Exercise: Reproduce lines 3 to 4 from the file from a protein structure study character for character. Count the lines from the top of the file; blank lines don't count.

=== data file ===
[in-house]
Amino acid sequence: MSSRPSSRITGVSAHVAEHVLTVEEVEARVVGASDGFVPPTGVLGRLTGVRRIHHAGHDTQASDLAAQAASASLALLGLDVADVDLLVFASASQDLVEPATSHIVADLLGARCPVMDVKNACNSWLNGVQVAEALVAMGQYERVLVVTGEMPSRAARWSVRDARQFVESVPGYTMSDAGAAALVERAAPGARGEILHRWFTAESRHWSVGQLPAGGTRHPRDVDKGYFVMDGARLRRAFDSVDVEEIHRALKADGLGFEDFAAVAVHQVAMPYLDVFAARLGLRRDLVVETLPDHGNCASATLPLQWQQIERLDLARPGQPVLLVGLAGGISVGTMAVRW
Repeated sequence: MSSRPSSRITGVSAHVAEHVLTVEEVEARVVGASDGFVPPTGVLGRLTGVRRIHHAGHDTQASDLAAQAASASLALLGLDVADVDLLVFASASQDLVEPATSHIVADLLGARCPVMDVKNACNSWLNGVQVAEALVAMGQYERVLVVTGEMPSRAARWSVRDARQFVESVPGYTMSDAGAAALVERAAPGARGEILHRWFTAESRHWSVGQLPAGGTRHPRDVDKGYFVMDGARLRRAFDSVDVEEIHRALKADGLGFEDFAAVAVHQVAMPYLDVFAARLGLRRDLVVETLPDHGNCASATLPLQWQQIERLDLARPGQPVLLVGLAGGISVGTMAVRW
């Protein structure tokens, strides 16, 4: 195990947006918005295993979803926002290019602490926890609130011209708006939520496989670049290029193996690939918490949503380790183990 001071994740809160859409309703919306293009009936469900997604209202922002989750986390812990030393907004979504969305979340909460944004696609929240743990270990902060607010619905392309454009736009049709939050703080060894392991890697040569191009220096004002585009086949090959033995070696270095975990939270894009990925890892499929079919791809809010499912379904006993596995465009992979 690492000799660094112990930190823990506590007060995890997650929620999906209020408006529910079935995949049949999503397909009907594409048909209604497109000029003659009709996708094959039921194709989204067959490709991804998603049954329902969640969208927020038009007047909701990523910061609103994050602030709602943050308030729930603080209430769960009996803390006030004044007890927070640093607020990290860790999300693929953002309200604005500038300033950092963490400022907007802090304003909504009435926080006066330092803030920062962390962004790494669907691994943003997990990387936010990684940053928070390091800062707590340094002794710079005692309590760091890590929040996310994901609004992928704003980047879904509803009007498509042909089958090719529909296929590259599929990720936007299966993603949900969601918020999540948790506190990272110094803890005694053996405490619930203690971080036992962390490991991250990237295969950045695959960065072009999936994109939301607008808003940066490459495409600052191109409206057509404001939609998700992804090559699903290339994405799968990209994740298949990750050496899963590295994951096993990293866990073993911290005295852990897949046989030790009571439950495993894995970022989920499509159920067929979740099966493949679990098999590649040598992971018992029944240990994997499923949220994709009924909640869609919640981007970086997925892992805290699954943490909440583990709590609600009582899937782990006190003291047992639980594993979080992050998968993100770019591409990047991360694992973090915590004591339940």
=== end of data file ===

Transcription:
Repeated sequence: MSSRPSSRITGVSAHVAEHVLTVEEVEARVVGASDGFVPPTGVLGRLTGVRRIHHAGHDTQASDLAAQAASASLALLGLDVADVDLLVFASASQDLVEPATSHIVADLLGARCPVMDVKNACNSWLNGVQVAEALVAMGQYERVLVVTGEMPSRAARWSVRDARQFVESVPGYTMSDAGAAALVERAAPGARGEILHRWFTAESRHWSVGQLPAGGTRHPRDVDKGYFVMDGARLRRAFDSVDVEEIHRALKADGLGFEDFAAVAVHQVAMPYLDVFAARLGLRRDLVVETLPDHGNCASATLPLQWQQIERLDLARPGQPVLLVGLAGGISVGTMAVRW
């Protein structure tokens, strides 16, 4: 195990947006918005295993979803926002290019602490926890609130011209708006939520496989670049290029193996690939918490949503380790183990 001071994740809160859409309703919306293009009936469900997604209202922002989750986390812990030393907004979504969305979340909460944004696609929240743990270990902060607010619905392309454009736009049709939050703080060894392991890697040569191009220096004002585009086949090959033995070696270095975990939270894009990925890892499929079919791809809010499912379904006993596995465009992979 690492000799660094112990930190823990506590007060995890997650929620999906209020408006529910079935995949049949999503397909009907594409048909209604497109000029003659009709996708094959039921194709989204067959490709991804998603049954329902969640969208927020038009007047909701990523910061609103994050602030709602943050308030729930603080209430769960009996803390006030004044007890927070640093607020990290860790999300693929953002309200604005500038300033950092963490400022907007802090304003909504009435926080006066330092803030920062962390962004790494669907691994943003997990990387936010990684940053928070390091800062707590340094002794710079005692309590760091890590929040996310994901609004992928704003980047879904509803009007498509042909089958090719529909296929590259599929990720936007299966993603949900969601918020999540948790506190990272110094803890005694053996405490619930203690971080036992962390490991991250990237295969950045695959960065072009999936994109939301607008808003940066490459495409600052191109409206057509404001939609998700992804090559699903290339994405799968990209994740298949990750050496899963590295994951096993990293866990073993911290005295852990897949046989030790009571439950495993894995970022989920499509159920067929979740099966493949679990098999590649040598992971018992029944240990994997499923949220994709009924909640869609919640981007970086997925892992805290699954943490909440583990709590609600009582899937782990006190003291047992639980594993979080992050998968993100770019591409990047991360694992973090915590004591339940």